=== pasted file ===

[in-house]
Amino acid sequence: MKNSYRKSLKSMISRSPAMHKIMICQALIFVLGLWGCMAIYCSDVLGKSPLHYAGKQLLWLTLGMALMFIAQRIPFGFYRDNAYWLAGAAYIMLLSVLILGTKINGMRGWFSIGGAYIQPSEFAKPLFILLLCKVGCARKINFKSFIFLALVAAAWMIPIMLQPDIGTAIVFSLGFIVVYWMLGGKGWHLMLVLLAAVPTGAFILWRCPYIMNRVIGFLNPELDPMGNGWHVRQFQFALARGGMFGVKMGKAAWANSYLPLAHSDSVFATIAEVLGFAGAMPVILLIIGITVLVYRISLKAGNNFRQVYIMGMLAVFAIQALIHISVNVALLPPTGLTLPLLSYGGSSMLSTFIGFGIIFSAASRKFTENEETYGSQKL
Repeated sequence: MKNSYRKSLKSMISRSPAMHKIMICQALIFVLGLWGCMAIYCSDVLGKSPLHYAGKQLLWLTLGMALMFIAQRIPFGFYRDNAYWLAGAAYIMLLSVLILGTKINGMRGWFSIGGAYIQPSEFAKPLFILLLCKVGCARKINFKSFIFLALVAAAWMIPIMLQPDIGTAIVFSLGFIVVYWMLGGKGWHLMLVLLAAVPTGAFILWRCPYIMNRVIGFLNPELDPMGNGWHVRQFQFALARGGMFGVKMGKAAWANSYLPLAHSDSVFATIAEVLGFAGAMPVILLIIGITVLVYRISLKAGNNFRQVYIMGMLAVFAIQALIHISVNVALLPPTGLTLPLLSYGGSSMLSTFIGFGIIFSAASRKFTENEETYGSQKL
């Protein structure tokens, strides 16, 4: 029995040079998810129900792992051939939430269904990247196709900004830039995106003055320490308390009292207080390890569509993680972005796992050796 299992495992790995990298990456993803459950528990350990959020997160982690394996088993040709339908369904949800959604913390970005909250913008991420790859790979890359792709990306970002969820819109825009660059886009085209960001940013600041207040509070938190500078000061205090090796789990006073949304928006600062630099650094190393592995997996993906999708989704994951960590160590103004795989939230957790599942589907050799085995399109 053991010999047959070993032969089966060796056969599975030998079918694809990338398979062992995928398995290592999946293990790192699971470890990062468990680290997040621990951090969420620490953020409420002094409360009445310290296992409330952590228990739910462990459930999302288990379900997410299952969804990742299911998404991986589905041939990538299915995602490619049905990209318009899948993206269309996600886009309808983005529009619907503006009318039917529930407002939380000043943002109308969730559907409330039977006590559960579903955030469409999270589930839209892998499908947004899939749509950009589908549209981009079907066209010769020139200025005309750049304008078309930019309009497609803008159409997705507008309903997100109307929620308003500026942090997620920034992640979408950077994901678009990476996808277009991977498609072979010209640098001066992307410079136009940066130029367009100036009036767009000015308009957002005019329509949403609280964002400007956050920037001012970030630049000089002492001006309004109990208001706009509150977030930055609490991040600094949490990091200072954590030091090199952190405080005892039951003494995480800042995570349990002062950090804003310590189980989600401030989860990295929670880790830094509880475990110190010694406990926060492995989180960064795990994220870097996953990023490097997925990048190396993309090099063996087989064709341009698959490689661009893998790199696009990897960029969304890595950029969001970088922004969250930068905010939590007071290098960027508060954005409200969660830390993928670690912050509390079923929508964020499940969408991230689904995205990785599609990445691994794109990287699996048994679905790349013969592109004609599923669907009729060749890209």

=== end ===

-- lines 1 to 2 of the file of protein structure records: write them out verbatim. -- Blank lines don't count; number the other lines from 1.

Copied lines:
[in-house]
Amino acid sequence: MKNSYRKSLKSMISRSPAMHKIMICQALIFVLGLWGCMAIYCSDVLGKSPLHYAGKQLLWLTLGMALMFIAQRIPFGFYRDNAYWLAGAAYIMLLSVLILGTKINGMRGWFSIGGAYIQPSEFAKPLFILLLCKVGCARKINFKSFIFLALVAAAWMIPIMLQPDIGTAIVFSLGFIVVYWMLGGKGWHLMLVLLAAVPTGAFILWRCPYIMNRVIGFLNPELDPMGNGWHVRQFQFALARGGMFGVKMGKAAWANSYLPLAHSDSVFATIAEVLGFAGAMPVILLIIGITVLVYRISLKAGNNFRQVYIMGMLAVFAIQALIHISVNVALLPPTGLTLPLLSYGGSSMLSTFIGFGIIFSAASRKFTENEETYGSQKL